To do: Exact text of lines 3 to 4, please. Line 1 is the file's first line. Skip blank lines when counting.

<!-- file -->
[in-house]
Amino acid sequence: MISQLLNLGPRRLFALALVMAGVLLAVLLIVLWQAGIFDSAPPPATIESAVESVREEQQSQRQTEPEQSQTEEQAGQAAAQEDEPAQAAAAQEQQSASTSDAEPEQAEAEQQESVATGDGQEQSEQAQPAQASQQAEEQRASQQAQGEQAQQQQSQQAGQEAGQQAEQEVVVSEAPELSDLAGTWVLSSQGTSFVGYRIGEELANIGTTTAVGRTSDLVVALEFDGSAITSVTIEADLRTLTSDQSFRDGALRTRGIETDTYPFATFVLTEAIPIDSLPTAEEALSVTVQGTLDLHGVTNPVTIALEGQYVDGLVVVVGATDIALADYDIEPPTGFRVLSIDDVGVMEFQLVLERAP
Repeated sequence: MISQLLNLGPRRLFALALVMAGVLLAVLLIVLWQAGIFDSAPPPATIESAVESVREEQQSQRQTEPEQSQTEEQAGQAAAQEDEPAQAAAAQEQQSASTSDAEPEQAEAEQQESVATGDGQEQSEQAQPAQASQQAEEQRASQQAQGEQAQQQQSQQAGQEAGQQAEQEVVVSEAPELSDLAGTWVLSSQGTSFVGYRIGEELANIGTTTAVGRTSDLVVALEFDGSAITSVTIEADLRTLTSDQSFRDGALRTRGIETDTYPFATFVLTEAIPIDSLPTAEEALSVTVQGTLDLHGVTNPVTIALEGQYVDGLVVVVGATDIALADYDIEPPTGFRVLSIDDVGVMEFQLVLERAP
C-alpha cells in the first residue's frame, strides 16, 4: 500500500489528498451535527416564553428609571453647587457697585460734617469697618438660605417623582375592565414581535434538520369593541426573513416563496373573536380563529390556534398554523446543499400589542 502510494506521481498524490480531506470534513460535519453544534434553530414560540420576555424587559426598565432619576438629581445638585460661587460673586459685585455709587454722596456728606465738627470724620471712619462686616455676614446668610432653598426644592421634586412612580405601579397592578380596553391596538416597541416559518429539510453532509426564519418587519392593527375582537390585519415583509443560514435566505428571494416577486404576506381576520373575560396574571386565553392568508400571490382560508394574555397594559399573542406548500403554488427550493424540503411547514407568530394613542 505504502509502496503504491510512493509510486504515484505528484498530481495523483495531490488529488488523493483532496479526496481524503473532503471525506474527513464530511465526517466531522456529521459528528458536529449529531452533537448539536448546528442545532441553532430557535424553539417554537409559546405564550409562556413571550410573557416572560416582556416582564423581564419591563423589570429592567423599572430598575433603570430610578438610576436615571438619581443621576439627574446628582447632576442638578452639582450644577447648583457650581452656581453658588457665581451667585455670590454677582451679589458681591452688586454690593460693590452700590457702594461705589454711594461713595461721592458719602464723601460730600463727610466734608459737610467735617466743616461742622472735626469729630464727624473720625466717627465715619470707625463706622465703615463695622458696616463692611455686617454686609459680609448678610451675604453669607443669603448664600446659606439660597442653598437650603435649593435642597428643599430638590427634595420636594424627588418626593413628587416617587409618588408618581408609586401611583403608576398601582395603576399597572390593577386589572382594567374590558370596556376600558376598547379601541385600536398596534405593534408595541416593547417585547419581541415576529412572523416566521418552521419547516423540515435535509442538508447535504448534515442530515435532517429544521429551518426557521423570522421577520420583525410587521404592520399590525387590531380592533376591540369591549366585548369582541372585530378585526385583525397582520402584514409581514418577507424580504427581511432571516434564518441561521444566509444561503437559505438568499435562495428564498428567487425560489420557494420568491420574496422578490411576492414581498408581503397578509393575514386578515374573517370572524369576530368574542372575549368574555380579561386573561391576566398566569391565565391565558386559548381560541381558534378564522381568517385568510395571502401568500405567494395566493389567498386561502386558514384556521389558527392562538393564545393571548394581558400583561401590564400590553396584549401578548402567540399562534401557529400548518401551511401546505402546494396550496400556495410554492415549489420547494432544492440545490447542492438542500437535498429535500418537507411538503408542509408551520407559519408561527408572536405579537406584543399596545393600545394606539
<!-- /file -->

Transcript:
Repeated sequence: MISQLLNLGPRRLFALALVMAGVLLAVLLIVLWQAGIFDSAPPPATIESAVESVREEQQSQRQTEPEQSQTEEQAGQAAAQEDEPAQAAAAQEQQSASTSDAEPEQAEAEQQESVATGDGQEQSEQAQPAQASQQAEEQRASQQAQGEQAQQQQSQQAGQEAGQQAEQEVVVSEAPELSDLAGTWVLSSQGTSFVGYRIGEELANIGTTTAVGRTSDLVVALEFDGSAITSVTIEADLRTLTSDQSFRDGALRTRGIETDTYPFATFVLTEAIPIDSLPTAEEALSVTVQGTLDLHGVTNPVTIALEGQYVDGLVVVVGATDIALADYDIEPPTGFRVLSIDDVGVMEFQLVLERAP
C-alpha cells in the first residue's frame, strides 16, 4: 500500500489528498451535527416564553428609571453647587457697585460734617469697618438660605417623582375592565414581535434538520369593541426573513416563496373573536380563529390556534398554523446543499400589542 502510494506521481498524490480531506470534513460535519453544534434553530414560540420576555424587559426598565432619576438629581445638585460661587460673586459685585455709587454722596456728606465738627470724620471712619462686616455676614446668610432653598426644592421634586412612580405601579397592578380596553391596538416597541416559518429539510453532509426564519418587519392593527375582537390585519415583509443560514435566505428571494416577486404576506381576520373575560396574571386565553392568508400571490382560508394574555397594559399573542406548500403554488427550493424540503411547514407568530394613542 505504502509502496503504491510512493509510486504515484505528484498530481495523483495531490488529488488523493483532496479526496481524503473532503471525506474527513464530511465526517466531522456529521459528528458536529449529531452533537448539536448546528442545532441553532430557535424553539417554537409559546405564550409562556413571550410573557416572560416582556416582564423581564419591563423589570429592567423599572430598575433603570430610578438610576436615571438619581443621576439627574446628582447632576442638578452639582450644577447648583457650581452656581453658588457665581451667585455670590454677582451679589458681591452688586454690593460693590452700590457702594461705589454711594461713595461721592458719602464723601460730600463727610466734608459737610467735617466743616461742622472735626469729630464727624473720625466717627465715619470707625463706622465703615463695622458696616463692611455686617454686609459680609448678610451675604453669607443669603448664600446659606439660597442653598437650603435649593435642597428643599430638590427634595420636594424627588418626593413628587416617587409618588408618581408609586401611583403608576398601582395603576399597572390593577386589572382594567374590558370596556376600558376598547379601541385600536398596534405593534408595541416593547417585547419581541415576529412572523416566521418552521419547516423540515435535509442538508447535504448534515442530515435532517429544521429551518426557521423570522421577520420583525410587521404592520399590525387590531380592533376591540369591549366585548369582541372585530378585526385583525397582520402584514409581514418577507424580504427581511432571516434564518441561521444566509444561503437559505438568499435562495428564498428567487425560489420557494420568491420574496422578490411576492414581498408581503397578509393575514386578515374573517370572524369576530368574542372575549368574555380579561386573561391576566398566569391565565391565558386559548381560541381558534378564522381568517385568510395571502401568500405567494395566493389567498386561502386558514384556521389558527392562538393564545393571548394581558400583561401590564400590553396584549401578548402567540399562534401557529400548518401551511401546505402546494396550496400556495410554492415549489420547494432544492440545490447542492438542500437535498429535500418537507411538503408542509408551520407559519408561527408572536405579537406584543399596545393600545394606539